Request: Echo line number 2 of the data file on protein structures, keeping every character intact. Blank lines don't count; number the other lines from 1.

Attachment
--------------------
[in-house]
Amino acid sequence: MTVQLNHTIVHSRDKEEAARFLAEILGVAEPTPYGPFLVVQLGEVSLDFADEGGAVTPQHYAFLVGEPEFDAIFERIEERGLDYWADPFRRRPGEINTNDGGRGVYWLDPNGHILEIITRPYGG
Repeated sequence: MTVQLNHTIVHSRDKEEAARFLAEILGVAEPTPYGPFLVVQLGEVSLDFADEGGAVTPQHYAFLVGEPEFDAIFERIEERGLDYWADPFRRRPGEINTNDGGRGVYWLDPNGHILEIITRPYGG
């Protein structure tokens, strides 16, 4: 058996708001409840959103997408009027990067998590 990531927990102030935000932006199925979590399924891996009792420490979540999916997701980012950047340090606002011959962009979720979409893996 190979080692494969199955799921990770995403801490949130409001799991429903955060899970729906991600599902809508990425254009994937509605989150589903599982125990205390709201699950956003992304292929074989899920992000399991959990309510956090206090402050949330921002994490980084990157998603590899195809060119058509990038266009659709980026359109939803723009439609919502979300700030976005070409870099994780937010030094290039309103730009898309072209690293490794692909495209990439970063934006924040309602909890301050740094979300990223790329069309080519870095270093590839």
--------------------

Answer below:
Amino acid sequence: MTVQLNHTIVHSRDKEEAARFLAEILGVAEPTPYGPFLVVQLGEVSLDFADEGGAVTPQHYAFLVGEPEFDAIFERIEERGLDYWADPFRRRPGEINTNDGGRGVYWLDPNGHILEIITRPYGG